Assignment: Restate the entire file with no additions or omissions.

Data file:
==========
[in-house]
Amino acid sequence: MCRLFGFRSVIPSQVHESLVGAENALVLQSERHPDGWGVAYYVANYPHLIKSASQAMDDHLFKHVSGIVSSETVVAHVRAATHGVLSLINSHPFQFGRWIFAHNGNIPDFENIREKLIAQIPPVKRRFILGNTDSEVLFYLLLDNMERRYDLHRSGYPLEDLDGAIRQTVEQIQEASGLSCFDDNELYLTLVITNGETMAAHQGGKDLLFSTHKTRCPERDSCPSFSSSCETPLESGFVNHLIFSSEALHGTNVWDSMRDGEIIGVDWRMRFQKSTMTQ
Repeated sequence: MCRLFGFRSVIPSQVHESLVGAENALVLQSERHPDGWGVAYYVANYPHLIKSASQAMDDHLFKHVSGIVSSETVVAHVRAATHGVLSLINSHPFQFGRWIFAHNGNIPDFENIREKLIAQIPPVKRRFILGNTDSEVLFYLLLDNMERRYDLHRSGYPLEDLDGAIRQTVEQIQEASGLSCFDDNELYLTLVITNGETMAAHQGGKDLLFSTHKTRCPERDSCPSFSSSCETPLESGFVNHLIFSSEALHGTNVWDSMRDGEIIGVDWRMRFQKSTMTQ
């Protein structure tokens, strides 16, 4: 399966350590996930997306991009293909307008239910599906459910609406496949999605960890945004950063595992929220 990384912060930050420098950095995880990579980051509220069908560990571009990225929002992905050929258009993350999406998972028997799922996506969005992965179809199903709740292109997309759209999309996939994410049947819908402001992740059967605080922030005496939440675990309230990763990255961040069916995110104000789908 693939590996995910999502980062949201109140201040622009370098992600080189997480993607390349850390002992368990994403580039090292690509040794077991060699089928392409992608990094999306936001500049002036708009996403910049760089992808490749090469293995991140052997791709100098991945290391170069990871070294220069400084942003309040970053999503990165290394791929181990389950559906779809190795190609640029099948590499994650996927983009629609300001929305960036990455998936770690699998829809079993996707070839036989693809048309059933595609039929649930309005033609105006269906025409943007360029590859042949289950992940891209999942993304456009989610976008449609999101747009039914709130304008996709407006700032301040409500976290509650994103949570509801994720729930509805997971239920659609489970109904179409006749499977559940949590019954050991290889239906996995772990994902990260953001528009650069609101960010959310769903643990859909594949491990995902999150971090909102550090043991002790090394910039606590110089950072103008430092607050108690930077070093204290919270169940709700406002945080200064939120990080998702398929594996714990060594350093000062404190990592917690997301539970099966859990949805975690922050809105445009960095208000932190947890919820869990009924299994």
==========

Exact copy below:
[in-house]
Amino acid sequence: MCRLFGFRSVIPSQVHESLVGAENALVLQSERHPDGWGVAYYVANYPHLIKSASQAMDDHLFKHVSGIVSSETVVAHVRAATHGVLSLINSHPFQFGRWIFAHNGNIPDFENIREKLIAQIPPVKRRFILGNTDSEVLFYLLLDNMERRYDLHRSGYPLEDLDGAIRQTVEQIQEASGLSCFDDNELYLTLVITNGETMAAHQGGKDLLFSTHKTRCPERDSCPSFSSSCETPLESGFVNHLIFSSEALHGTNVWDSMRDGEIIGVDWRMRFQKSTMTQ
Repeated sequence: MCRLFGFRSVIPSQVHESLVGAENALVLQSERHPDGWGVAYYVANYPHLIKSASQAMDDHLFKHVSGIVSSETVVAHVRAATHGVLSLINSHPFQFGRWIFAHNGNIPDFENIREKLIAQIPPVKRRFILGNTDSEVLFYLLLDNMERRYDLHRSGYPLEDLDGAIRQTVEQIQEASGLSCFDDNELYLTLVITNGETMAAHQGGKDLLFSTHKTRCPERDSCPSFSSSCETPLESGFVNHLIFSSEALHGTNVWDSMRDGEIIGVDWRMRFQKSTMTQ
């Protein structure tokens, strides 16, 4: 399966350590996930997306991009293909307008239910599906459910609406496949999605960890945004950063595992929220 990384912060930050420098950095995880990579980051509220069908560990571009990225929002992905050929258009993350999406998972028997799922996506969005992965179809199903709740292109997309759209999309996939994410049947819908402001992740059967605080922030005496939440675990309230990763990255961040069916995110104000789908 693939590996995910999502980062949201109140201040622009370098992600080189997480993607390349850390002992368990994403580039090292690509040794077991060699089928392409992608990094999306936001500049002036708009996403910049760089992808490749090469293995991140052997791709100098991945290391170069990871070294220069400084942003309040970053999503990165290394791929181990389950559906779809190795190609640029099948590499994650996927983009629609300001929305960036990455998936770690699998829809079993996707070839036989693809048309059933595609039929649930309005033609105006269906025409943007360029590859042949289950992940891209999942993304456009989610976008449609999101747009039914709130304008996709407006700032301040409500976290509650994103949570509801994720729930509805997971239920659609489970109904179409006749499977559940949590019954050991290889239906996995772990994902990260953001528009650069609101960010959310769903643990859909594949491990995902999150971090909102550090043991002790090394910039606590110089950072103008430092607050108690930077070093204290919270169940709700406002945080200064939120990080998702398929594996714990060594350093000062404190990592917690997301539970099966859990949805975690922050809105445009960095208000932190947890919820869990009924299994």